It has been a relatively slow last couple of weeks for me, which has translated into some nice downtime. I have been spending a lot of time looking ahead and organizing some summer events, including another visit by my Guruji (teacher), Pdt. Samar Saha. This time he is coming with his wife Madhumita, who is a great vocalist. I am very excited!
On the 19th of March I played live on WCBN once again, only this time I did not bring my drumset. The main reason for that was that they were remodeling the building and the entire radio station was condensed down into one room. The group was made up of Rob Crozier on the bass, Piotr Michalowski on various woodwinds, and Jason Burbo on electric guitar. I felt like this was one of the most talented group of musicians that I have done this live show with. Before we began, Piotr was warming up his bass clarinet. It reminded me of a former teacher of mine from CalArts named Vinnie Golia. I asked Piotr if he had ever heard of him and he said, "wow, yes, he is actually the one who inspired me to pick up...(all the various woodwinds)... I play". Vinnie Golia is a very well known artist turned musician who is a big influence in the world of improvised music. I was excited to play with someone who was connected to my old school. He was a terrific performer and I think the session went really well.
It was a challenge to do improvised music for 2 hours just on tabla. I guess I still feel a bit more freedom of expression on the drum set. I think it stems mainly from the fact that I played drum set exclusively for 10 years before touching the tabla. Even though at this point in my life, I have probably spent more actual practice time on the tabla, my drumset still carries the raw, reactionary, instinctive mindset of my own personal musical concept. Part of it also comes from the fact that my tabla training has been classical. I find it difficult to play the tabla and listen to my playing without the filter of all the classical compositions dictating how I hear and feel the music. Although it seems like a difficult task to try and 'unlearn' what I have learned in persuit of pure musical expression, it is a journey full of pleasant surprises and liberating experiences. Samar Saha was the first tabla teacher that gave me the freedom to think about tabla in this instinctual way, which is why I am always so excited and dedicated to the time I get to spend with him.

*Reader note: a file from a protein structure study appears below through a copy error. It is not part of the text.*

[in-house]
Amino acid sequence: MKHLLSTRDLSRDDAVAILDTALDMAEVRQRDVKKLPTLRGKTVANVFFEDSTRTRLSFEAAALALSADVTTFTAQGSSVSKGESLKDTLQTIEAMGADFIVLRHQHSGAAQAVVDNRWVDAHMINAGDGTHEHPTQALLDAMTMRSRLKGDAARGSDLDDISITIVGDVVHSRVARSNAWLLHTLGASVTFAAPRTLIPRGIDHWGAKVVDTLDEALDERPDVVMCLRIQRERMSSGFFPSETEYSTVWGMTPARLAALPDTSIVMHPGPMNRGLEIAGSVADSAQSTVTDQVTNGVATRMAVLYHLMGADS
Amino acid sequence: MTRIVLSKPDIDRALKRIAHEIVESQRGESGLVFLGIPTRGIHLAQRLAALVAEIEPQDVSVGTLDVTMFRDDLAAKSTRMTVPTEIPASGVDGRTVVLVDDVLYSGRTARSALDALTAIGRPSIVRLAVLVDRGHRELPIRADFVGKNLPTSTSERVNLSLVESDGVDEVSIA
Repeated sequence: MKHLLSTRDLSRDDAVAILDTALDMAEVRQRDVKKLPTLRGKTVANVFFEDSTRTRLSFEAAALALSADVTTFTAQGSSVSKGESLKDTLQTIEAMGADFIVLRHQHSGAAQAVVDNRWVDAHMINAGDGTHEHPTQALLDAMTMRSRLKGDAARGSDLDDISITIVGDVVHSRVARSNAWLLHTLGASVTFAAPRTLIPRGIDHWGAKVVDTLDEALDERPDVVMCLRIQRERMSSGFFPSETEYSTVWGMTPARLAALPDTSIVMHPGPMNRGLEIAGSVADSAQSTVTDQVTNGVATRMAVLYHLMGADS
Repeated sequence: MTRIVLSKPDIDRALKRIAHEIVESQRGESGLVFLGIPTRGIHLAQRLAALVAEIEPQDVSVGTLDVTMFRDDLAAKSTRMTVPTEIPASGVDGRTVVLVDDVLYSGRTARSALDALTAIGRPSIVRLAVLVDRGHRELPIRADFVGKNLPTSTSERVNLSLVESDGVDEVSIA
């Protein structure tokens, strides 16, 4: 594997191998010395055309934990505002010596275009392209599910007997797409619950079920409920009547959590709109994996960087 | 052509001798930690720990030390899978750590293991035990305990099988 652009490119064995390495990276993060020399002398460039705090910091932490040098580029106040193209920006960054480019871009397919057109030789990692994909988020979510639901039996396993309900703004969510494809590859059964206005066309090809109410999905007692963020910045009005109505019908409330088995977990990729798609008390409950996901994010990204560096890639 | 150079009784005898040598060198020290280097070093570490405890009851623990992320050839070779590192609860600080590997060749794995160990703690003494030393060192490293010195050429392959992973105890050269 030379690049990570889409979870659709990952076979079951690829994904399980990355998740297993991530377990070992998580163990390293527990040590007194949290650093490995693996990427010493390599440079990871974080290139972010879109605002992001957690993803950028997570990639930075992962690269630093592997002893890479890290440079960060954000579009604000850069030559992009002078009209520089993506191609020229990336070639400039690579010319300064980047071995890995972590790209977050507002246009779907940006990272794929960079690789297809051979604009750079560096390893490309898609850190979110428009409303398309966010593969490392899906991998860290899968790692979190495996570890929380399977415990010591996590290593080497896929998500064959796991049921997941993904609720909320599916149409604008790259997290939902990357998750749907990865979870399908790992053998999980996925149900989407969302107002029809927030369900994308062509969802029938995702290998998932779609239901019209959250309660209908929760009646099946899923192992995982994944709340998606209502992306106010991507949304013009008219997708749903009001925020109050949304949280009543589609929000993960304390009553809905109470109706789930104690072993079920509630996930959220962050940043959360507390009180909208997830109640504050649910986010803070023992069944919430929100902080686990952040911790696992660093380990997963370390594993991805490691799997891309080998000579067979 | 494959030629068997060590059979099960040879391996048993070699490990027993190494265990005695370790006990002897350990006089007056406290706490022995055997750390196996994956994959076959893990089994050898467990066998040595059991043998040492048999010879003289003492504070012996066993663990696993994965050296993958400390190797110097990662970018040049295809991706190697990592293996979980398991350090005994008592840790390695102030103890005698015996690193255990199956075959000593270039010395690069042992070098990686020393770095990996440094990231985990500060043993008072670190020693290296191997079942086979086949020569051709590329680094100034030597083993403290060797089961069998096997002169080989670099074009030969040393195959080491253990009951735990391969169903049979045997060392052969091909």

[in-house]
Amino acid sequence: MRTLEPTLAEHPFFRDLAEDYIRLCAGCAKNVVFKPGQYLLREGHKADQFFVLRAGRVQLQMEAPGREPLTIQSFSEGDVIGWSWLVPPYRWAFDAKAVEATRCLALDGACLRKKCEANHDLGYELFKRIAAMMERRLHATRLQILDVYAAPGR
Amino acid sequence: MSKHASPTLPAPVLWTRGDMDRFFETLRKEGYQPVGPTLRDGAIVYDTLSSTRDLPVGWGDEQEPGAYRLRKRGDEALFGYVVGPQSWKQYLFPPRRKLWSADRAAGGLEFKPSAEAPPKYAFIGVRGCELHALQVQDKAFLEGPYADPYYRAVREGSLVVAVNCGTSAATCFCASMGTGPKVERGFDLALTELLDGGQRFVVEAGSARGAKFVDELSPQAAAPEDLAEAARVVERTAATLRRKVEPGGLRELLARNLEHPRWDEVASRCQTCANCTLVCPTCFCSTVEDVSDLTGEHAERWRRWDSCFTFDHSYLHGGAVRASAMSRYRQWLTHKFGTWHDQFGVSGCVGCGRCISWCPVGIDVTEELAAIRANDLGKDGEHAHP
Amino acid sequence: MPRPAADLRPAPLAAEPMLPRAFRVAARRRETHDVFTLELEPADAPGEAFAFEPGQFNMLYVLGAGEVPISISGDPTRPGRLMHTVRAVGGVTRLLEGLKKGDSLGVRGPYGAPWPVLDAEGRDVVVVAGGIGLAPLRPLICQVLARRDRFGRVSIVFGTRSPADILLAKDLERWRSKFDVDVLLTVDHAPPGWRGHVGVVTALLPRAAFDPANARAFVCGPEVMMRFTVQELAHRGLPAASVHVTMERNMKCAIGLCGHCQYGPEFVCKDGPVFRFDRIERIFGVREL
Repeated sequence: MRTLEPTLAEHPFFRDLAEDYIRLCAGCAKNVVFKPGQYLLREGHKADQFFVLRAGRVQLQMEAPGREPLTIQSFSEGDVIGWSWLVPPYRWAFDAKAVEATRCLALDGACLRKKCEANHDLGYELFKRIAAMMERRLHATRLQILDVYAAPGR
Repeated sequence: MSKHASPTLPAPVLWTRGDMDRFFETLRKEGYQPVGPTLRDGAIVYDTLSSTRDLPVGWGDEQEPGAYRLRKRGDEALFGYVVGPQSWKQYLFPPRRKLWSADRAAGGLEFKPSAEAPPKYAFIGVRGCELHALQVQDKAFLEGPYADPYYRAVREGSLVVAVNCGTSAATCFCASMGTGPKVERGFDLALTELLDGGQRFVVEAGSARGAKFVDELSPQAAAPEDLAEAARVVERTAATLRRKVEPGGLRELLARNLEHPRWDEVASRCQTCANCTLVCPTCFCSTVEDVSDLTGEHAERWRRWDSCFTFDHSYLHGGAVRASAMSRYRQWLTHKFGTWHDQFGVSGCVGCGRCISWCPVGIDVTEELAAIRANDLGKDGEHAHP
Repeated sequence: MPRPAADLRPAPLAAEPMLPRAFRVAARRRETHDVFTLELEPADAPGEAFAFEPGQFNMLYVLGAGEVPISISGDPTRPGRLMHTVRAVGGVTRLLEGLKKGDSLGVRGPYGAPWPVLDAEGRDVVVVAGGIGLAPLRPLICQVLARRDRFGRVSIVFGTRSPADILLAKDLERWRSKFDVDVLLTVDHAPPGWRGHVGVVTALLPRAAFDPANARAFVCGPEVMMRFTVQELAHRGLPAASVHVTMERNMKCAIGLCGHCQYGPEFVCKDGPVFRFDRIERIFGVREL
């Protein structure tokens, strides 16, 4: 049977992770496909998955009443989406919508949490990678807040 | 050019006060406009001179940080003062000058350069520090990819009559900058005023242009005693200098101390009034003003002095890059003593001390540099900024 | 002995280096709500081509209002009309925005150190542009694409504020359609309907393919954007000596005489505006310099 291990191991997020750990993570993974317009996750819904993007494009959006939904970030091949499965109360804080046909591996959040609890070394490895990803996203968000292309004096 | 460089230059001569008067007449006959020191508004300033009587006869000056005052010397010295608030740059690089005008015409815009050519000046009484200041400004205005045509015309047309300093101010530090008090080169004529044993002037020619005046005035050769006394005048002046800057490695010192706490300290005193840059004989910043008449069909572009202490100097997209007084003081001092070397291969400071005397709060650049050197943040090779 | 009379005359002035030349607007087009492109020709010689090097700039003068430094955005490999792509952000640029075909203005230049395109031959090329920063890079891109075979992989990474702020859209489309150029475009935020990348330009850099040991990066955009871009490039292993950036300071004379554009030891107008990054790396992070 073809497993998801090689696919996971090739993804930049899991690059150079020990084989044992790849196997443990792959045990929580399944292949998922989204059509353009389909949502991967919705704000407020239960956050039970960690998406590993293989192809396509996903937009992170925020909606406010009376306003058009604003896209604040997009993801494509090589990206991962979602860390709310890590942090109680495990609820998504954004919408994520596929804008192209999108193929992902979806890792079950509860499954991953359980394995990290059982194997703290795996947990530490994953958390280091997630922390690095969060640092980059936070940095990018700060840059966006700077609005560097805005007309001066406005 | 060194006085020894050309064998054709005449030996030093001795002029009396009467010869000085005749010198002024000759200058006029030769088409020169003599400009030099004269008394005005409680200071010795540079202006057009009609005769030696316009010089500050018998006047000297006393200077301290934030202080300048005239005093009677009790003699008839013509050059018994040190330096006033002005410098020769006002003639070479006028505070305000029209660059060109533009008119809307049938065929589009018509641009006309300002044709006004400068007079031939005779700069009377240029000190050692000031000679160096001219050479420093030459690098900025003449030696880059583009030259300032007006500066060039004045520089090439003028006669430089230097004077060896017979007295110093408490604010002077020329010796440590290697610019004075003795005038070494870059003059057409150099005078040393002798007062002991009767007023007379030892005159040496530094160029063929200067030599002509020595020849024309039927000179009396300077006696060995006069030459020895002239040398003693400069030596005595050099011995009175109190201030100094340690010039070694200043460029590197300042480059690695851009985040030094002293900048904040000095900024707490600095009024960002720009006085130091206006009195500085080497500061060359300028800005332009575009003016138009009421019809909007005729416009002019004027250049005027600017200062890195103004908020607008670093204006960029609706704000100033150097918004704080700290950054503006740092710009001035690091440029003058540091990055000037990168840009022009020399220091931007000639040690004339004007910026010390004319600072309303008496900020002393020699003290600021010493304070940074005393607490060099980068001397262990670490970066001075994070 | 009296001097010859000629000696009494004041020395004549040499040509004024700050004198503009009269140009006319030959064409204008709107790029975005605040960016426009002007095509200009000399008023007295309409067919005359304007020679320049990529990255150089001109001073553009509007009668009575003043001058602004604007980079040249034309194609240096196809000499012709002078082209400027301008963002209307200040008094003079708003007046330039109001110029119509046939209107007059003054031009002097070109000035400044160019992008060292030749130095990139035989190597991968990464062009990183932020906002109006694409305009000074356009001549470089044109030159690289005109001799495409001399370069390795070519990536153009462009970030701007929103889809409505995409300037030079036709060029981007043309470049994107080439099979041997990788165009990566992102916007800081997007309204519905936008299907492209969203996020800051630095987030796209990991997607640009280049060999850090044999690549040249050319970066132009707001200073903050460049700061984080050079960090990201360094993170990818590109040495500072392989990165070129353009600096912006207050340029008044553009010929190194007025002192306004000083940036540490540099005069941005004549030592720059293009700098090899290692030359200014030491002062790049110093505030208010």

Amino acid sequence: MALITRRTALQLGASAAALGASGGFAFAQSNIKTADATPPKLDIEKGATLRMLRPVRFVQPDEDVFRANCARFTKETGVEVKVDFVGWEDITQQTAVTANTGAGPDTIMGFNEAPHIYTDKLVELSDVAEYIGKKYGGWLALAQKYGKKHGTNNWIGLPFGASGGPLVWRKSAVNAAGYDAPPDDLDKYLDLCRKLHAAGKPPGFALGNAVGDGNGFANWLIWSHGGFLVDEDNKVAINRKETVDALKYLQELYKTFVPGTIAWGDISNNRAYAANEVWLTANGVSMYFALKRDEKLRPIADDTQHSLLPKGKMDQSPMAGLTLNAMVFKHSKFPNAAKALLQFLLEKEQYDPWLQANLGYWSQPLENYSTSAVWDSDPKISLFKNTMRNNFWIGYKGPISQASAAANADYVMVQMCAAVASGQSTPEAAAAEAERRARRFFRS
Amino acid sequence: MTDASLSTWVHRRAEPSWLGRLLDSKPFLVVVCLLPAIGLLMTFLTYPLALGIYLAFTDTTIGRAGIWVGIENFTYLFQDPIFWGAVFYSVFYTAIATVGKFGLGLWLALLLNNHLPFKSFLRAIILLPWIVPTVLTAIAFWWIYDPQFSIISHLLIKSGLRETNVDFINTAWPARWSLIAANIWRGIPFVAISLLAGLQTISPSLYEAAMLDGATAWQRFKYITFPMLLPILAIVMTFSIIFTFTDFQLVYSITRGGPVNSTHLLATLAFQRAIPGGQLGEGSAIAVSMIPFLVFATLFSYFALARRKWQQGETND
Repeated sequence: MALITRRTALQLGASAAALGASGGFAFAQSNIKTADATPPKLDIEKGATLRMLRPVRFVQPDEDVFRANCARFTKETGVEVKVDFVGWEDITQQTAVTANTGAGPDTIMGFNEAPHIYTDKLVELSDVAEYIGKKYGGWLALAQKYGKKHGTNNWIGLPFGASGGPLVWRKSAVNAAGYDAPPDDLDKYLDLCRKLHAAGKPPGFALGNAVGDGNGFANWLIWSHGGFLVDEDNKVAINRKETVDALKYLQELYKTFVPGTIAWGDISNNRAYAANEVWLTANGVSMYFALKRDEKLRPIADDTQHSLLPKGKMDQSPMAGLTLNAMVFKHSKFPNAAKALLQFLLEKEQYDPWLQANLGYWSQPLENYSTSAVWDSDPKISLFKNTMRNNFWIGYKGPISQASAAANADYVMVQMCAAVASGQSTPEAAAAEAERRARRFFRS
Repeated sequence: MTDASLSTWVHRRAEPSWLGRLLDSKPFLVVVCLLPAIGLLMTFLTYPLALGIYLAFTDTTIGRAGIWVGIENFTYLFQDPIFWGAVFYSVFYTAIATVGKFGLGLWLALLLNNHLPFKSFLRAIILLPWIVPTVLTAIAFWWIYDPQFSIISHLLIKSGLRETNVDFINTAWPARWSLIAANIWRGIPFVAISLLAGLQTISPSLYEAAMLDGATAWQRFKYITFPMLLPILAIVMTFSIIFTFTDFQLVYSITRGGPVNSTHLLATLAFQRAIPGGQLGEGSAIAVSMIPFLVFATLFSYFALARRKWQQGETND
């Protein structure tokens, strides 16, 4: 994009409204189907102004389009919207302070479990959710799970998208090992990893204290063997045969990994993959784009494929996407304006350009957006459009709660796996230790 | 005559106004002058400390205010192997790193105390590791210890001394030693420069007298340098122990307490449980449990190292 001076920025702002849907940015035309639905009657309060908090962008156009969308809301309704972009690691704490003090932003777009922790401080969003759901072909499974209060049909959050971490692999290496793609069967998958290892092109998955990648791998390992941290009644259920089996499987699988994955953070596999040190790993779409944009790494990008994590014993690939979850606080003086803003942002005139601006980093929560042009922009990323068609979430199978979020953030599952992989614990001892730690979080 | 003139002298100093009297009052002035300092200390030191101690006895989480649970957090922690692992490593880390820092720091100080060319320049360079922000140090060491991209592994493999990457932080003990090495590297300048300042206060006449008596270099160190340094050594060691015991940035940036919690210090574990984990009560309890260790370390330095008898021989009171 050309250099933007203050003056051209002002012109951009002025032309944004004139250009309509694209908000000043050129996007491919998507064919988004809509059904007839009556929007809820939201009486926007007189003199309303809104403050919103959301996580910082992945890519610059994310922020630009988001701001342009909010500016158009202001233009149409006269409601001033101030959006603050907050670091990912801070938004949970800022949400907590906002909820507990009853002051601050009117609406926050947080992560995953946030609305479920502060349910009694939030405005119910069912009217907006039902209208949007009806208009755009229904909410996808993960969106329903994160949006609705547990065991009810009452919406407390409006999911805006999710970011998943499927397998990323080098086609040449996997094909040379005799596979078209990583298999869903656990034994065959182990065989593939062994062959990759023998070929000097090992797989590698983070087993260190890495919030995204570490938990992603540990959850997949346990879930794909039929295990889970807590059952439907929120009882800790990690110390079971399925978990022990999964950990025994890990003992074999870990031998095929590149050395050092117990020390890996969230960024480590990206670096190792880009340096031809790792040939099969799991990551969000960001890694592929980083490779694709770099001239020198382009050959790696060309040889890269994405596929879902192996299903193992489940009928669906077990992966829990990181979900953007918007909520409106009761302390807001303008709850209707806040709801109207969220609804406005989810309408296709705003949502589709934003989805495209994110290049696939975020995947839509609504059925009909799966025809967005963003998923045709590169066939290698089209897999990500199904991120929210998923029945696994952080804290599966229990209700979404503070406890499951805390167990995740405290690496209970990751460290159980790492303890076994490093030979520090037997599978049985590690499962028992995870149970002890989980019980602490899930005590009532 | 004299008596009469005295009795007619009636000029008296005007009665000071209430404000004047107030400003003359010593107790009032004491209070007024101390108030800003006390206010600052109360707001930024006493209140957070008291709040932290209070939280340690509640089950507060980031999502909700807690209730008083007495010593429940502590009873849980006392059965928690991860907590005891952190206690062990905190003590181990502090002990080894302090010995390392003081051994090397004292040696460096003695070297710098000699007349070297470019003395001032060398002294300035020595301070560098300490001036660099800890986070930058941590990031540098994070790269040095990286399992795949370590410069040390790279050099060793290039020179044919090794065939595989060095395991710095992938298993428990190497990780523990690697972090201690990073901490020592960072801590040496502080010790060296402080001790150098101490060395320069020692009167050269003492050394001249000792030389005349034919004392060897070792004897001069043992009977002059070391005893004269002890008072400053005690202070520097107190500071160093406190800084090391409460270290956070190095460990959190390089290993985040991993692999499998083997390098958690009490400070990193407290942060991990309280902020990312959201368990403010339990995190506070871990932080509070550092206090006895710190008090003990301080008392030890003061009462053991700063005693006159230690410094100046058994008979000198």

On Saturday the 29th I found myself in a familiar setting. It was the Indian Classical Music and Dance group grand concert "Swaraanjali". I have performed in many ICMD concerts in the past, but have not been to one in almost 2 years. I performed a duet with one of my students, and brand new member of ICMD, Arun Ganesan. We performed the same piece I played at my graduation recital at CalArts with my teacher Randy Gloss, so this felt like one of those 'full circle' type of events. The concert was great, with lots of performers, mostly singers, doing pieces from North and South India.